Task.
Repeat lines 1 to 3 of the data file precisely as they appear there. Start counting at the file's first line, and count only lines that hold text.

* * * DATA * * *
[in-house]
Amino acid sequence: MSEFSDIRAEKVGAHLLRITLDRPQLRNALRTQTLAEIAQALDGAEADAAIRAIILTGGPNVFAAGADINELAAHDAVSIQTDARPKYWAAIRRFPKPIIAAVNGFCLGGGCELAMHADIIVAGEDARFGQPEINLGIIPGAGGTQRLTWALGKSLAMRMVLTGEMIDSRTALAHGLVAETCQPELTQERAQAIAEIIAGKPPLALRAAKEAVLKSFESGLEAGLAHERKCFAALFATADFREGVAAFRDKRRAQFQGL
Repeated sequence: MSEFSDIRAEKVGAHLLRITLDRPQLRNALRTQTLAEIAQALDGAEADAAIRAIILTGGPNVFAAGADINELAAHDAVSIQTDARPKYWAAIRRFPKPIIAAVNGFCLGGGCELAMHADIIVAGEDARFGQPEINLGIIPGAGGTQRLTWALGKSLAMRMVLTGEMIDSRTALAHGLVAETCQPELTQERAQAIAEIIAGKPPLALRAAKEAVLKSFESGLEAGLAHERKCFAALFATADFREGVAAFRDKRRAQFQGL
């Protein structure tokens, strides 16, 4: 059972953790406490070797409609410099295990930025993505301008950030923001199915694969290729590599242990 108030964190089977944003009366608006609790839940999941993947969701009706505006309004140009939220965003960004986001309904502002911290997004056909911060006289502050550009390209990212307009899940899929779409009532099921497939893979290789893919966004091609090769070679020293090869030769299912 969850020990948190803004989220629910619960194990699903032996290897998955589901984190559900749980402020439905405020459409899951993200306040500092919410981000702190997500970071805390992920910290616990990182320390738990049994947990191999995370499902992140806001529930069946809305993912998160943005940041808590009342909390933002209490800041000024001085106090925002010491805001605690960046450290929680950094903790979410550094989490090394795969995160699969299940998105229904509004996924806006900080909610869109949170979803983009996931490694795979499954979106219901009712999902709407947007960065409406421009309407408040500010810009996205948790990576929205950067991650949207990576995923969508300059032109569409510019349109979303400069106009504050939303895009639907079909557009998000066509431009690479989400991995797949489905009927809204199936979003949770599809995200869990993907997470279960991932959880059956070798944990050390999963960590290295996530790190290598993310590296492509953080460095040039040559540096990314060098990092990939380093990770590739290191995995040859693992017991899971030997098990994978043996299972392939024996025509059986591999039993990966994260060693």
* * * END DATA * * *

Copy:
[in-house]
Amino acid sequence: MSEFSDIRAEKVGAHLLRITLDRPQLRNALRTQTLAEIAQALDGAEADAAIRAIILTGGPNVFAAGADINELAAHDAVSIQTDARPKYWAAIRRFPKPIIAAVNGFCLGGGCELAMHADIIVAGEDARFGQPEINLGIIPGAGGTQRLTWALGKSLAMRMVLTGEMIDSRTALAHGLVAETCQPELTQERAQAIAEIIAGKPPLALRAAKEAVLKSFESGLEAGLAHERKCFAALFATADFREGVAAFRDKRRAQFQGL
Repeated sequence: MSEFSDIRAEKVGAHLLRITLDRPQLRNALRTQTLAEIAQALDGAEADAAIRAIILTGGPNVFAAGADINELAAHDAVSIQTDARPKYWAAIRRFPKPIIAAVNGFCLGGGCELAMHADIIVAGEDARFGQPEINLGIIPGAGGTQRLTWALGKSLAMRMVLTGEMIDSRTALAHGLVAETCQPELTQERAQAIAEIIAGKPPLALRAAKEAVLKSFESGLEAGLAHERKCFAALFATADFREGVAAFRDKRRAQFQGL